Animal Rescue League of Boston (ARL) Rescue Services has certainly had its share of calls to help animals in strange predicaments — a squirrel with its head stuck in a dumpster drain or animal bone, cats in walls, and this week we add a raccoon in a tree with a plastic jar stuck on its head.

On Tuesday, Woburn’s Animal Control Officer contacted ARL regarding the raccoon. He appeared to be healthy and uninjured, but the jar posed a number of dangers — induced panic from the enclosed space, inability to eat or see, and the possibility of falling out of the tree. A trap had been set at the base of the tree, but it was clear that responders had to go to the animal, not wait for him to come down.

The raccoon was about 25 feet up in the tree, which made him accessible, but understandably the raccoon was stressed. The goal of rescuers was to try and remove the jar without having to snare the raccoon and bring him to the ground — easier said than done.

Climbing about 15 feet up in to the tree and using an 11-foot extension pole, ARL Senior Rescue Agent Mike Brammer essentially had to play ring-toss with the jar, positioning it just right to pull it off the raccoon’s head without making him panic.

After several attempts, the jar came off, fluttered to the ground and was disposed of properly (just in case the raccoon didn’t learn his lesson) and the animal remained free in the tree without injury!

Make Double the Impact 

In the past year, ARL Rescue Services has responded to well over 1,500 wildlife rescue calls. ARL receives no government and relies solely on the generosity of individuals to make our work possible. As part of Giving Tuesday, your support can now have double the impact.

#GivingTuesday is an international movement created to encourage giving back to the charities nearest and dearest to your heart during the busy holiday season.

Because ARL is committed to keeping animals safe and healthy in their habitats and homes, our Board of Directors and President have teamed up to offer this incredible challenge:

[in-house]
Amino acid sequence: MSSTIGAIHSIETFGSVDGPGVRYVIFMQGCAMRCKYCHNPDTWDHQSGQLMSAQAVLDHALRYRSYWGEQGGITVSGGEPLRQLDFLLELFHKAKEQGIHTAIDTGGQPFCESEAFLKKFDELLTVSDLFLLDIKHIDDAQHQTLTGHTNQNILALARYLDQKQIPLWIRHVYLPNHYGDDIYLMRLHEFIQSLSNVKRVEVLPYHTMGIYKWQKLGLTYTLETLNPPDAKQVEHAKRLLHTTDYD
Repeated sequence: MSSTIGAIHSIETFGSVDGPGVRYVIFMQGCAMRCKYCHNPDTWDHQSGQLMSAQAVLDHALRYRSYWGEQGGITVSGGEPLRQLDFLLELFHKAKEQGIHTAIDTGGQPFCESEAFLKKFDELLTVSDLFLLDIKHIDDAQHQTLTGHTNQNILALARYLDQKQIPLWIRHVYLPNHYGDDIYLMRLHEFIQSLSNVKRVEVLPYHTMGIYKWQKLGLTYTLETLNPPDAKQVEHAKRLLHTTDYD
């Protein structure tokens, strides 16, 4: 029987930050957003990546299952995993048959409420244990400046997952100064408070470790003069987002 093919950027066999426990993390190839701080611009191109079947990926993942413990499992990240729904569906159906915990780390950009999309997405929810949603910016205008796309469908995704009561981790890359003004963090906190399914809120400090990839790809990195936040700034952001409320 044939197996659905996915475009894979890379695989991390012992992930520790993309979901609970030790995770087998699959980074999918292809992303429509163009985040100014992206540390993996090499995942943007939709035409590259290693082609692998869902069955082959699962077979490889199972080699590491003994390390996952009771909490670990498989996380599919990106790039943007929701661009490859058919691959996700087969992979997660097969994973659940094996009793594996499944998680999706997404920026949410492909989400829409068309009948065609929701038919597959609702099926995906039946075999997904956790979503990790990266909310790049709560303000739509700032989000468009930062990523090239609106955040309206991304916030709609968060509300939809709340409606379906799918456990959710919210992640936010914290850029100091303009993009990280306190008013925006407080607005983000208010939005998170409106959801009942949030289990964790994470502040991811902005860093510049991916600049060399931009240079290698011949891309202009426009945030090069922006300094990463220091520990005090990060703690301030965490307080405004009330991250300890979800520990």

Raise $100,000 and they will double it.*

That means any gift you make now through November 28 will be matched dollar for dollar to help us reach our total goal of $200,000 for animals in need! Donate $100 or more and you or your pet will be acknowledged on ARL’s #GivingTuesday Wall of Honor.

*The match only applies to the first $100K in donations ARL receives but all gifts will go to help animals in need.


Good Samaritan’s Quick Actions Saves Lives of Two Stray Kittens

ARL Shelter Staff, Volunteers Take Extraordinary Measures

This past weekend, shelter agents at ARL’s Boston Animal Care and Adoption Center received a call from a woman in Hyde Park who had found two kittens small enough to fit in the palm of her hand, but their mother and rest of the litter were nowhere to be found. Left to fend for themselves, quick action needed to be taken in order to give these kittens a chance of surviving.

ARL volunteer Stacey Coyne hopped in the car and drove to the woman’s address, and found that while the male kitten was alert, responsive and hungry, the female kitten was ice cold, lethargic and had labored breathing. The stray kittens were estimated to be about two weeks old, and with their mother abandoning them for some reason, it was a race against the clock to get them stabilized. For the ride back to the shelter, the kittens were wrapped in a blanket and placed on top of a bottle filled with warm water, in an effort to raise their body temperatures.

Once back at the shelter, the kittens continued to be warmed up, were given subcutaneous fluids, and were bottle fed with kitten milk formula. Although warming up and eating, a short time later the female kitten began to crash once again — while coordinating efforts with ARL veterinary staff, it was unclear whether she would make it through the night.